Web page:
According to the latest W3Tech report in November 2017, Persian language has ranked 11th among most widely used languages of the Internet, being used by 1.7% of all the websites.
This comes as the Persian language now stands one rank higher than Turkish and 5 ranks higher than Arabic, and is the most popular language of the World Wide Web in West Asia and the Middle East, writes Tarabord website in a Farsi report.
The Persian language increased its share from 0.6% to 1.7% between 2011 and 2017.
The following diagram shows how much the websites use various content languages (in percent). English is used by 51.2% of all the websites whose content language we know. However, the use of English language has decreased in comparison to 2011.
A higher share for a language on the Web is not only a sign of the livingness of that language, but also shows the development of the online technologies and the industries related to it.
According to Tarabord, Persian language without tens of millions of Internet users and a powerful community of programmers, journalists, bloggers, and thought and content producers could not achieve this success.
On the other hand, the expansion of non-English languages on the Web is a proof of the content diversity on the Internet and the efforts of different cultures to update themselves.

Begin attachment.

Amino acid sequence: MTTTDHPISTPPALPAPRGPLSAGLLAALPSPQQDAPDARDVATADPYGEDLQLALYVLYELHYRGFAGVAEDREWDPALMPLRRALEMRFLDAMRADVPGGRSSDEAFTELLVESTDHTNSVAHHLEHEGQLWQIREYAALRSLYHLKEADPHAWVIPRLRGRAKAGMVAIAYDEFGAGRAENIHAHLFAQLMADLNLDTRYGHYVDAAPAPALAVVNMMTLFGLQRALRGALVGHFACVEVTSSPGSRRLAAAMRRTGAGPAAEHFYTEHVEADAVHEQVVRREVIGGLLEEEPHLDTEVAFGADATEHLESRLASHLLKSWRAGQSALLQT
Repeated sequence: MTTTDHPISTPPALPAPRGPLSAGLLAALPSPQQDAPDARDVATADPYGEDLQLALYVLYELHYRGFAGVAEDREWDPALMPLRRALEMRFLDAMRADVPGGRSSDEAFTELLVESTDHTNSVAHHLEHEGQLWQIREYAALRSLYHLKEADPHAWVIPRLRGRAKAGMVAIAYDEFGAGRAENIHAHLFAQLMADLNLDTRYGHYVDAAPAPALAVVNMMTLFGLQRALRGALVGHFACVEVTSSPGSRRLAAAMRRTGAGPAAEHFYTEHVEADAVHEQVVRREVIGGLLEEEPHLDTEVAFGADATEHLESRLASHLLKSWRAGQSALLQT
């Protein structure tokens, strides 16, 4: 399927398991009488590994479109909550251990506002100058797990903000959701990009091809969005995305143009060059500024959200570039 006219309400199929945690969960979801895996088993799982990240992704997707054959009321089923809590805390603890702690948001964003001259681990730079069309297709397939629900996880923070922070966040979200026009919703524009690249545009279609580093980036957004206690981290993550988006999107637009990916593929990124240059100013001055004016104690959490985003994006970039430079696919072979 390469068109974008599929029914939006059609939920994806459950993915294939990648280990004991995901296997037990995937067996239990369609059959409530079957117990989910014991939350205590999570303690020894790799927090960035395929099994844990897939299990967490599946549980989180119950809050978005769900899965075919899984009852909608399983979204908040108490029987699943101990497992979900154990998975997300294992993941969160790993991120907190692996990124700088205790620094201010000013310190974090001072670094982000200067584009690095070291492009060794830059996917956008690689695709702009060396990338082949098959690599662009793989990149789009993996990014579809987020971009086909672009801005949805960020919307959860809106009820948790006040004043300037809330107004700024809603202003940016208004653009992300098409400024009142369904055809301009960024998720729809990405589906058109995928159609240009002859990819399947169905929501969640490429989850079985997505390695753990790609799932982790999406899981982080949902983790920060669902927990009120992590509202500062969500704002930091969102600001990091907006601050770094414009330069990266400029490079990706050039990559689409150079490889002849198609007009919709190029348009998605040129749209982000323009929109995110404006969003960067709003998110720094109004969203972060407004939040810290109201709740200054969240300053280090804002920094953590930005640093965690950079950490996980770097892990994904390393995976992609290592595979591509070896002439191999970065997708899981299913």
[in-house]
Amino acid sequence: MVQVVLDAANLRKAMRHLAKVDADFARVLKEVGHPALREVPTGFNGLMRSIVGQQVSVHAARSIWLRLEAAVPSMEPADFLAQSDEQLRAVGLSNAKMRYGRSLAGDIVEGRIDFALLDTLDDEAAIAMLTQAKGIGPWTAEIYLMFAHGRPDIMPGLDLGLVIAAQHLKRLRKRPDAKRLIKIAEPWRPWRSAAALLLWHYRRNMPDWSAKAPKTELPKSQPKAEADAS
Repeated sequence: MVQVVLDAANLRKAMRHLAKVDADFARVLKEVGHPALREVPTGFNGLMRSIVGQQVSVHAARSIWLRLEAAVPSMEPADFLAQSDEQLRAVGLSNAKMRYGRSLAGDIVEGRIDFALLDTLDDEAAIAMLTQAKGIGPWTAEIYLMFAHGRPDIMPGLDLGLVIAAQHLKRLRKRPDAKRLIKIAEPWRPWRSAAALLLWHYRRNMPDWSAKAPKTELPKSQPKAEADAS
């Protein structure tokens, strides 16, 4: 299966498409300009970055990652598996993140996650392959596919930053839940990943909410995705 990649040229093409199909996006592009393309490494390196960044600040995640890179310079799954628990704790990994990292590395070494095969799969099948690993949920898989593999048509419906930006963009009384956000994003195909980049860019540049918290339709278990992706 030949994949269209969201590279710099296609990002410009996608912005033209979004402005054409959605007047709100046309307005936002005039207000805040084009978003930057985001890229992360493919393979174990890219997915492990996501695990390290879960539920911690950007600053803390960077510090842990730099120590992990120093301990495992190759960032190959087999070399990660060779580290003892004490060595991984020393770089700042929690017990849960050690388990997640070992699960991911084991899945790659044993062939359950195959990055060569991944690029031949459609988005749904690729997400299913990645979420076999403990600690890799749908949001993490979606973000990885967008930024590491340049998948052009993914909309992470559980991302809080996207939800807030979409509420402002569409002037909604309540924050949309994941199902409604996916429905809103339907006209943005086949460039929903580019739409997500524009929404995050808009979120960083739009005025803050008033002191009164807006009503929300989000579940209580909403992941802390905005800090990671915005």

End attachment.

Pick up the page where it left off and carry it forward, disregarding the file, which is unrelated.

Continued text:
In this regard, the rapid growth of Persian language on the Web is a promising phenomenon that proves Iran’s capability in creating contents.
The following diagram helps us better understand the status of non-English major languages, and shows how these languages are used on the Web.
The rapid growth and expansion of the Internet access along with the strong cultural and scientific influence of Persian language as well as the country’s policy for the development of Web-based services can be considered as the most important factors in this development.
The following table shows the top 25 mostly-used languages of the web between 2011 and 2017.
In the table above, the prevalence of Turkish language has remained relatively stable since 2011, but the odd thing is a 50-percent reduction in the use of Arabic language.
Although the exact reason for this decline is not known, the reduction could be attributed to the wars that many Arab countries have experienced in recent years.
At the same time, the Russian language has developed more than any other language. The Russian language has managed to achieve an eye-catching growth in comparison with French and German.